There is a story of two shoe factory representatives, George and Jake, who had to do market research in a remote African village. Georges report was succinct: "There is no potential in this village. Nobody has shoes!" Jake's report was also succinct:" There is enormous potential in this village. Nobody has shoes! "This story shows how two people can look at the same situation and draw totally different conclusions. The world has an abundance of Georges and a shortage of Jakes. And this is where I would like to start my real point.

I believe you can provoke major changes by starting small: with one person at a time. The way I try to contribute to a positive change is through education and writing. I share my ideas with small and sometimes larger groups in hopes that at least some members of these groups will actually be touched. Some people are natural Jakes, so they need little encouragement to create positive change to work. Most, however, are Georges: they see a problem in every opportunity, and refuse to change the current situation regardless how much they suffer from it! It takes a lot of courage - and often work - to bring about positive change. Oftentimes, you will find yourself chastised if you even dare to suggest something different!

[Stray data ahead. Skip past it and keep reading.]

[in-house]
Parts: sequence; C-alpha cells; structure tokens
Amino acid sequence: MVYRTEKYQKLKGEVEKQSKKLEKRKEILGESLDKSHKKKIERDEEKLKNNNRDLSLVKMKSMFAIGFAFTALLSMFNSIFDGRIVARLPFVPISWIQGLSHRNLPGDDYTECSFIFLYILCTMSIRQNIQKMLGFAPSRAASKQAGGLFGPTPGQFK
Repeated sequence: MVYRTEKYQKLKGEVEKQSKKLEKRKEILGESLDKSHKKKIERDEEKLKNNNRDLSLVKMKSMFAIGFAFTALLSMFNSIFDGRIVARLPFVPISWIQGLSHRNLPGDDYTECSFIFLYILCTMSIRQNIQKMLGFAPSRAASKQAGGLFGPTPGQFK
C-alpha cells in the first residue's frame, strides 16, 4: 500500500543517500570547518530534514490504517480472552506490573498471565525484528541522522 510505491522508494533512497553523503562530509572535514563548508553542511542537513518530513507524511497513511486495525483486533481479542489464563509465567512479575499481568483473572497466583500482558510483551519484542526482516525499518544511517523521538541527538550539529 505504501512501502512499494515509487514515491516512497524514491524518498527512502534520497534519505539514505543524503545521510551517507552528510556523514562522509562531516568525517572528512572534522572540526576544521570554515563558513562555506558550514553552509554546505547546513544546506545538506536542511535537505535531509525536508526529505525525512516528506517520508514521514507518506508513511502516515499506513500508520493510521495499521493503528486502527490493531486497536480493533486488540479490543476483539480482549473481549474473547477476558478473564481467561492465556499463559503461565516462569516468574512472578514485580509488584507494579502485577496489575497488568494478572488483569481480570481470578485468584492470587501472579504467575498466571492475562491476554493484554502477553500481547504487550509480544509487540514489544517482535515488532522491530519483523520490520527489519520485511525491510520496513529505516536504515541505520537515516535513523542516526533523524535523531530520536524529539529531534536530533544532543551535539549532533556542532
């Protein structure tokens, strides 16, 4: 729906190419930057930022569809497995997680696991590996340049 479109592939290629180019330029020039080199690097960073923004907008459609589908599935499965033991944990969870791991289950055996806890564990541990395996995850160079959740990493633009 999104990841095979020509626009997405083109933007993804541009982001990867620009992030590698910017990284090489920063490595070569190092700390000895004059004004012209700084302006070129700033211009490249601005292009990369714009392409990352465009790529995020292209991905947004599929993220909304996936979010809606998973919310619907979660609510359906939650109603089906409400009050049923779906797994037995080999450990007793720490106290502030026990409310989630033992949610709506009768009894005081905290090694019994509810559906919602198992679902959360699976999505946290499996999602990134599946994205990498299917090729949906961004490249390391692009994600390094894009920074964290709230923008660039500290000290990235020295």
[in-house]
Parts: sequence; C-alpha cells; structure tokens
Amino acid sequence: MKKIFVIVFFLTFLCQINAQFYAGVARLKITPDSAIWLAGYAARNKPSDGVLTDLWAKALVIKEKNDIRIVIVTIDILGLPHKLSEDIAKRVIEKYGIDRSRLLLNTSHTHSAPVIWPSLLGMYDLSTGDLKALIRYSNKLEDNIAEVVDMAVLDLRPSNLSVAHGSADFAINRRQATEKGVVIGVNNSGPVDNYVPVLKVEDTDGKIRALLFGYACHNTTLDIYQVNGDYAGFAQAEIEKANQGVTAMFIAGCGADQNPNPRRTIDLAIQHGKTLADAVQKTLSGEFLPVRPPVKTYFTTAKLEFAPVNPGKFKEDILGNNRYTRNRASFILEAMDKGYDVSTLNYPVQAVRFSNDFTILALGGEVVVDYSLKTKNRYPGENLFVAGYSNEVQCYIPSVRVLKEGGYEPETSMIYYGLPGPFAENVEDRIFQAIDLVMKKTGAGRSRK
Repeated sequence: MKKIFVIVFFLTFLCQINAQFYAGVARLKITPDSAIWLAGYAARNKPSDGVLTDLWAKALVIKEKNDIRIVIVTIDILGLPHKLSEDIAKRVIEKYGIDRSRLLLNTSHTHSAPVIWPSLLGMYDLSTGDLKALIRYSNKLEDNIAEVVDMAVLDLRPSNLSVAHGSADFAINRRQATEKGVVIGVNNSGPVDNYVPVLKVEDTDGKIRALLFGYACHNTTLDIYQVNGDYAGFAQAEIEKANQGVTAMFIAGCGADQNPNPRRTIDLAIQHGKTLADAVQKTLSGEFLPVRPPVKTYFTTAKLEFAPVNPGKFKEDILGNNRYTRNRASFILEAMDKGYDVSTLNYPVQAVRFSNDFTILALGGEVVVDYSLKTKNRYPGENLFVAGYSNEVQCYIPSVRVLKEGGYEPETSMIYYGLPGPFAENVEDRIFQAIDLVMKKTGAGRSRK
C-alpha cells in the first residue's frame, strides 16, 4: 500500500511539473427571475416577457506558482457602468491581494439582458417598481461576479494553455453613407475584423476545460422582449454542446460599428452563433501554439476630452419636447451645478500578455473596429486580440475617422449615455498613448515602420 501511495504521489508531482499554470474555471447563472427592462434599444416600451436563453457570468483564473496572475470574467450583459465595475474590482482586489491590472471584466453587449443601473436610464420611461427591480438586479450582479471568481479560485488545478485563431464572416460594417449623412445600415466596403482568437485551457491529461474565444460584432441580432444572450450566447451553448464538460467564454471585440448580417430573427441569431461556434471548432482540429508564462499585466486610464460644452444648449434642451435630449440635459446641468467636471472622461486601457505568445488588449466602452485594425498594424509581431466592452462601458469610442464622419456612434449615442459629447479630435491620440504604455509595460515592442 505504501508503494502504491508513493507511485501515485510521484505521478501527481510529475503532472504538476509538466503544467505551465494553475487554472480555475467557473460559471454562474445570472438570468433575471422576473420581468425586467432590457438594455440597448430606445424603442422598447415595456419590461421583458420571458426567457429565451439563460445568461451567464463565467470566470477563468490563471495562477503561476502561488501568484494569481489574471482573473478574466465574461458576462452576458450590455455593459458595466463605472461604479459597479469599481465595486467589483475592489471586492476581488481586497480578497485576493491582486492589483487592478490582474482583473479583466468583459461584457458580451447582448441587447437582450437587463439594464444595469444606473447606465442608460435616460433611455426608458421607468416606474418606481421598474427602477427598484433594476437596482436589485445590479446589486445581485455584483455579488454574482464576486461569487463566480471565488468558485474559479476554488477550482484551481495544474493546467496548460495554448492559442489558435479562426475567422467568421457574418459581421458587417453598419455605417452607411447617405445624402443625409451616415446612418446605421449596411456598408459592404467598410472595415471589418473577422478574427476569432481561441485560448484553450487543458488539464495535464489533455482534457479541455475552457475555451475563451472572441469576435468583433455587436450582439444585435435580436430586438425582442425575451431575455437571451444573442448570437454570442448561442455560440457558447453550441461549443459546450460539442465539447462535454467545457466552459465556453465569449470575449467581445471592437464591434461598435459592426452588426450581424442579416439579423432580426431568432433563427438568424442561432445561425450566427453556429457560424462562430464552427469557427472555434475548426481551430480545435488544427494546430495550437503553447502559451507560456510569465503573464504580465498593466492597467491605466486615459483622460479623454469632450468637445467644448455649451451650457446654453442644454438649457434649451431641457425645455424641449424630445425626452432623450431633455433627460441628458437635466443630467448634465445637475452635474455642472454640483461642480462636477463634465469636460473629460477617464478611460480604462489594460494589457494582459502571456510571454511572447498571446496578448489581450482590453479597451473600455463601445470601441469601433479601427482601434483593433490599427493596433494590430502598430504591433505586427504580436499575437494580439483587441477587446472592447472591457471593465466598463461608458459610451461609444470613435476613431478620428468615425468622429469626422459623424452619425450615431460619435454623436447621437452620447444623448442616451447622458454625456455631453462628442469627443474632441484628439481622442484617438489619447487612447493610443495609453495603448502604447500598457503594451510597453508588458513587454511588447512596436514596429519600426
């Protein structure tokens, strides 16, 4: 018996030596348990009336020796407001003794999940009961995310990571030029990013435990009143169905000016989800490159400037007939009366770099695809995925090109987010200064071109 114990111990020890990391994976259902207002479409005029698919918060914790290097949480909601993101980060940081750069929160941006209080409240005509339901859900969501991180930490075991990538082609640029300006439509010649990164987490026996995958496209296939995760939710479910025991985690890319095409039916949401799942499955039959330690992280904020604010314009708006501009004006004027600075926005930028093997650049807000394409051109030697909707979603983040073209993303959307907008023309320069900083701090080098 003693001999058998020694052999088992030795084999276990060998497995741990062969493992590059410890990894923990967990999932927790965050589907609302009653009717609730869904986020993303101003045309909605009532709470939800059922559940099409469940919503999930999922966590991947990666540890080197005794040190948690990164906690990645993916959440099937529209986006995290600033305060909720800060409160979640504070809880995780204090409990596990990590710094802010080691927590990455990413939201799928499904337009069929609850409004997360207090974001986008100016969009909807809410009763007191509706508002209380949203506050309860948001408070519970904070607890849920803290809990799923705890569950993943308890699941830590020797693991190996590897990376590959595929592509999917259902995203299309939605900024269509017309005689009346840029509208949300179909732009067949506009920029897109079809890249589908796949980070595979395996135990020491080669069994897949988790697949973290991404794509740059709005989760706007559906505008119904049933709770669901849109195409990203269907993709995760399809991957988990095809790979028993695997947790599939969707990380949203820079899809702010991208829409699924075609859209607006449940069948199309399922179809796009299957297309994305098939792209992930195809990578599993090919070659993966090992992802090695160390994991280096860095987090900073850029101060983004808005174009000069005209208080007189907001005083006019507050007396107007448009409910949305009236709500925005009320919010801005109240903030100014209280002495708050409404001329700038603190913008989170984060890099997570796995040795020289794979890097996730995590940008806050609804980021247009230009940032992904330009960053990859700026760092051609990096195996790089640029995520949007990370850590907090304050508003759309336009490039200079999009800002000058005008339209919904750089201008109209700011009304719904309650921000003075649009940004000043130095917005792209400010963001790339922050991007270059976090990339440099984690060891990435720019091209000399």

Yet, it all starts with changing yourself, because the best example is set by your own life, right? George Bernard Shaw, a famous Irish writer, once said: "The best reformers our world has ever known are those which commence themselves." There's a funny note about Gandhi that proofs this: a woman asked Gandhi to tell her son not to eat sweets anymore. Gandhi suggested the woman come back in two weeks. When she returned Gandhi said to her son: "Boy, you should not eat sweets. It is not healthy." The woman asked Gandhi why they had to wait two weeks to hear this and Gandhi said:" Because I was eating sweets myself two weeks ago!"